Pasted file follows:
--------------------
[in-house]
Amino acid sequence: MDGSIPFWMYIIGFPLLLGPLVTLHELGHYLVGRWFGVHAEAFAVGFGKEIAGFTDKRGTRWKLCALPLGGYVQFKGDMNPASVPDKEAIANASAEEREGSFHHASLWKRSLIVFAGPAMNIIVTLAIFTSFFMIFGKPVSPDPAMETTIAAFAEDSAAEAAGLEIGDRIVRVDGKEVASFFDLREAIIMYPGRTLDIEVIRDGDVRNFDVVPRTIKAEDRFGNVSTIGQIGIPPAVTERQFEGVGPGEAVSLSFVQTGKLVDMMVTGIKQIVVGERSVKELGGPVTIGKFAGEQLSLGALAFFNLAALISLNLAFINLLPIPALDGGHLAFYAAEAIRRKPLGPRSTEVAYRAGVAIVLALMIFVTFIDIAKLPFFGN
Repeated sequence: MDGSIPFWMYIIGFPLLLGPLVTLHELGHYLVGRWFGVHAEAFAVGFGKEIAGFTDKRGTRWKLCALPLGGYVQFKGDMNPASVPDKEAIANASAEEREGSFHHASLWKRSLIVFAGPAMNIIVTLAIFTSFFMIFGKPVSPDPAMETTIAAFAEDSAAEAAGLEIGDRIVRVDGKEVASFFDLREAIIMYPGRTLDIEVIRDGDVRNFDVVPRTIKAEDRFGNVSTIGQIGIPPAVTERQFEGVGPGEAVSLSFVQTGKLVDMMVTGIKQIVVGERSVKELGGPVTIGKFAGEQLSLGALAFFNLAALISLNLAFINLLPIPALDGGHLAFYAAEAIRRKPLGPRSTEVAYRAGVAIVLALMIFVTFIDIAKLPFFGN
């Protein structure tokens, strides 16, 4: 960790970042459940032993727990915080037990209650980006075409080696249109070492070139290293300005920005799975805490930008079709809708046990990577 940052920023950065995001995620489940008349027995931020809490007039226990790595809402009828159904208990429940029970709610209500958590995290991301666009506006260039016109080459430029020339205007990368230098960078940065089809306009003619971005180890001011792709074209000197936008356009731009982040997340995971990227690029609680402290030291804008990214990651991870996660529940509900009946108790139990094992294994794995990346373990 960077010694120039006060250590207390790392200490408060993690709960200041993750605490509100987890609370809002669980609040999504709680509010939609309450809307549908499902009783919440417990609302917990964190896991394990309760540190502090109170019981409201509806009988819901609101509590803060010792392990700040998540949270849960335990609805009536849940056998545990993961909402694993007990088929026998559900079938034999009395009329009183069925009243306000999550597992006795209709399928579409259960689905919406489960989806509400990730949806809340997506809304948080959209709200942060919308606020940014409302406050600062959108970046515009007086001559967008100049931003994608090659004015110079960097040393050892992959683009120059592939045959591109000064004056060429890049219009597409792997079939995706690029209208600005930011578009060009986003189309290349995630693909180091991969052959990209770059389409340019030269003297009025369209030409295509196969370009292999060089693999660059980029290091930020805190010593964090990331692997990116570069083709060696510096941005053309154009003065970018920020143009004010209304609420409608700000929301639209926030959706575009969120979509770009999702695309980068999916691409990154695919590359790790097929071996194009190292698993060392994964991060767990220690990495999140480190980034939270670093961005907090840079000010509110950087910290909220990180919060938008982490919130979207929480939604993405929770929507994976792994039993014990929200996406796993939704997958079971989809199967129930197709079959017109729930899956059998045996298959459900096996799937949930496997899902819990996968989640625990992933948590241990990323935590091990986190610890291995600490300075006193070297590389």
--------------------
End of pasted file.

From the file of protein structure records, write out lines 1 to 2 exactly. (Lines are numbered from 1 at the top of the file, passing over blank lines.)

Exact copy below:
[in-house]
Amino acid sequence: MDGSIPFWMYIIGFPLLLGPLVTLHELGHYLVGRWFGVHAEAFAVGFGKEIAGFTDKRGTRWKLCALPLGGYVQFKGDMNPASVPDKEAIANASAEEREGSFHHASLWKRSLIVFAGPAMNIIVTLAIFTSFFMIFGKPVSPDPAMETTIAAFAEDSAAEAAGLEIGDRIVRVDGKEVASFFDLREAIIMYPGRTLDIEVIRDGDVRNFDVVPRTIKAEDRFGNVSTIGQIGIPPAVTERQFEGVGPGEAVSLSFVQTGKLVDMMVTGIKQIVVGERSVKELGGPVTIGKFAGEQLSLGALAFFNLAALISLNLAFINLLPIPALDGGHLAFYAAEAIRRKPLGPRSTEVAYRAGVAIVLALMIFVTFIDIAKLPFFGN